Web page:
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Students claim high-hopes for their long-distance love, but three out of four ‘home’ relationships end in tears
How hard can it be to keep your pants on for half a year, or a year? Very hard, apparently.
When they arrive, international students in Copenhagen claim they will stay true to their partners at home. But in reality after three months, one in three is already interested in someone else.
For whatever reason, most relationships do not go the distance when one person is on study abroad, a University Post survey shows.
High moral ideals and romantic fantasies are often crushed by the reality of constant temptation and by the difficulties of a long distance love affair. Cheating is rife, and suddenly, when seen from a distance, the one who seemed to be the love of your life at home is transformed into an annoying ball and chain.
According to the University Post survey, six out of ten exchange students are in a relationship with someone in their home country when they arrive in Copenhagen. Under five per cent of these new arrivals would consider having an affair while abroad. But after just a couple of months in Copenhagen, one in three new internationals already has a crush on someone other that their partner.
The crush is an indication of things to come, it seems.
»You only live once. Me and my partner have come to a an agreement while I am abroad,« one, new student with an apparent powerful sense of reality writes.
One in three international students who have been in Copenhagen for more than three months has cheated on his or her partner at home, according to our survey results.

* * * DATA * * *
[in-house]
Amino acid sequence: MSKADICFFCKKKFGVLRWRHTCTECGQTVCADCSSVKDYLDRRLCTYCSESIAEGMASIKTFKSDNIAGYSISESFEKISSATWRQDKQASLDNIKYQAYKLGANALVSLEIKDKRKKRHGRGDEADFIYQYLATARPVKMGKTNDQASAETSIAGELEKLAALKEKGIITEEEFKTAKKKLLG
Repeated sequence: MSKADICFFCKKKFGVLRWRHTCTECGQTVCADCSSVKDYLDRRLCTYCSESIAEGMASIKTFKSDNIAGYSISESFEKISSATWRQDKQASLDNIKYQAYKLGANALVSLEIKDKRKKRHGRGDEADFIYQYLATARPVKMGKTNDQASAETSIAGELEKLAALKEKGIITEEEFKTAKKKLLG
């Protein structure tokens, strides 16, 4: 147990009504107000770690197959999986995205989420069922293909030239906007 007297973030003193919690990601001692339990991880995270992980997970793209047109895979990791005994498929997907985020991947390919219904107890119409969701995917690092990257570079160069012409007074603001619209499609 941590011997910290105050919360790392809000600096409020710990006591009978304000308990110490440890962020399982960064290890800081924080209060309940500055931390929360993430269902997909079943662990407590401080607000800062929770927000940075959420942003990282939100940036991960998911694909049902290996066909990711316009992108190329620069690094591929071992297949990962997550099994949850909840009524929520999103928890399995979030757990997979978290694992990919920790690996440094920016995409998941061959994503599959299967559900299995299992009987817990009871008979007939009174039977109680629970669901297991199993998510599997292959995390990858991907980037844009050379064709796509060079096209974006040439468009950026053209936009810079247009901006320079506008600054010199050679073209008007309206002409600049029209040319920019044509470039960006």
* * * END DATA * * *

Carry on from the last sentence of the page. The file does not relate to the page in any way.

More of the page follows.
And three quarters of all long-distance relationships end as a result of the study-abroad separation.
But just why do these relationships end in disaster?
According to the claims of most respondents, the distance proves to be too hard. Seeing a boyfriend or girlfriend from afar gives a whole new perspective on things.
»When in Copenhagen, I realised that our relationship had not been working anymore for a long time already. Having all the distance between us I felt that there was absolutely no use in going on with this relationship anymore. And I finally found the courage to break up,« writes one student.
In some cases, going on exchange provides a convenient way to end an already floundering relationship, as in the story of the following respondent:
»It was easier to split now since he was not here to give me all the shit talk and the puppy face, and beg for the second, third and never-ending ‘last chance’.«
Students feel free from their usual moral code of conduct while studying abroad. In a foreign land, other rules apply:
»I kissed a guy, because somehow it feels less like cheating when I’m away from my own country and the one I was kissing was also from some other nationality than myself. It was all new and exciting,« writes one international student.
There are two strategies to deal with long-distance relationships, explains Poul Poder, a University of Copenhagen sociologist.
»Some international students may be fascinated by the possibility of engaging in an intimate relationship away from home, away from their unknowing partners,« he says.
This may be tempting, but cheating is not automatic.
»Being abroad, international students may stay in a relationship with their partner because he or she is a source of comfort,« he explains, adding that for those who want to keep their home relationships going, new technologies can come to the rescue.
»With Skype, for example, you can see and hear your partner as if you were in the same room. The saying ‘out of sight, out of mind’ does not apply anymore,« he says.
But whatever the case, some University Post survey respondents were unable to resist the charms of other hot internationals, or even the good-looking locals:
»I can’t withstand the beauty of the Danes,« writes one of them.